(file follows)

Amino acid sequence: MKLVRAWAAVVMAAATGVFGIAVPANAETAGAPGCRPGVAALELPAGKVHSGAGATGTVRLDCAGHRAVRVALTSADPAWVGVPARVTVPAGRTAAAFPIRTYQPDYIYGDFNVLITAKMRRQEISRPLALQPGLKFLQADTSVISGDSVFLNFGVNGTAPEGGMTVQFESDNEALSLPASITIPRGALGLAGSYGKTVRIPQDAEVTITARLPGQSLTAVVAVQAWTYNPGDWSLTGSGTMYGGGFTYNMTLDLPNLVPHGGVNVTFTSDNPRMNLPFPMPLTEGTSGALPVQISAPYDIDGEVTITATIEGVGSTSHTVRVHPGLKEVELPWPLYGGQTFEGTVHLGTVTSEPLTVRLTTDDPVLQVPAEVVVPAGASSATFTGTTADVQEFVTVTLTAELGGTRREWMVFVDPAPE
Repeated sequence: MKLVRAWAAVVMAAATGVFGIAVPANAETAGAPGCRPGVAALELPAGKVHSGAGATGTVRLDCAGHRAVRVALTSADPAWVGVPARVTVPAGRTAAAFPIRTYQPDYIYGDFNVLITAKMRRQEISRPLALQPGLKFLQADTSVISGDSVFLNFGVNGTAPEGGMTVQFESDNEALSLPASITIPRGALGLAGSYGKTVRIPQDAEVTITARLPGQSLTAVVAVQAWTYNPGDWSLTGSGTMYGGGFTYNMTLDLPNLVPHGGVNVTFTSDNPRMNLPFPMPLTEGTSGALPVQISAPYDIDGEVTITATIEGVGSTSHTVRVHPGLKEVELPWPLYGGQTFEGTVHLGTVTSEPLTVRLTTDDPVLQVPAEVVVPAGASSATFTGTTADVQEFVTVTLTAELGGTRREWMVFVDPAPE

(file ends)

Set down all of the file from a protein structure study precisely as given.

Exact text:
Amino acid sequence: MKLVRAWAAVVMAAATGVFGIAVPANAETAGAPGCRPGVAALELPAGKVHSGAGATGTVRLDCAGHRAVRVALTSADPAWVGVPARVTVPAGRTAAAFPIRTYQPDYIYGDFNVLITAKMRRQEISRPLALQPGLKFLQADTSVISGDSVFLNFGVNGTAPEGGMTVQFESDNEALSLPASITIPRGALGLAGSYGKTVRIPQDAEVTITARLPGQSLTAVVAVQAWTYNPGDWSLTGSGTMYGGGFTYNMTLDLPNLVPHGGVNVTFTSDNPRMNLPFPMPLTEGTSGALPVQISAPYDIDGEVTITATIEGVGSTSHTVRVHPGLKEVELPWPLYGGQTFEGTVHLGTVTSEPLTVRLTTDDPVLQVPAEVVVPAGASSATFTGTTADVQEFVTVTLTAELGGTRREWMVFVDPAPE
Repeated sequence: MKLVRAWAAVVMAAATGVFGIAVPANAETAGAPGCRPGVAALELPAGKVHSGAGATGTVRLDCAGHRAVRVALTSADPAWVGVPARVTVPAGRTAAAFPIRTYQPDYIYGDFNVLITAKMRRQEISRPLALQPGLKFLQADTSVISGDSVFLNFGVNGTAPEGGMTVQFESDNEALSLPASITIPRGALGLAGSYGKTVRIPQDAEVTITARLPGQSLTAVVAVQAWTYNPGDWSLTGSGTMYGGGFTYNMTLDLPNLVPHGGVNVTFTSDNPRMNLPFPMPLTEGTSGALPVQISAPYDIDGEVTITATIEGVGSTSHTVRVHPGLKEVELPWPLYGGQTFEGTVHLGTVTSEPLTVRLTTDDPVLQVPAEVVVPAGASSATFTGTTADVQEFVTVTLTAELGGTRREWMVFVDPAPE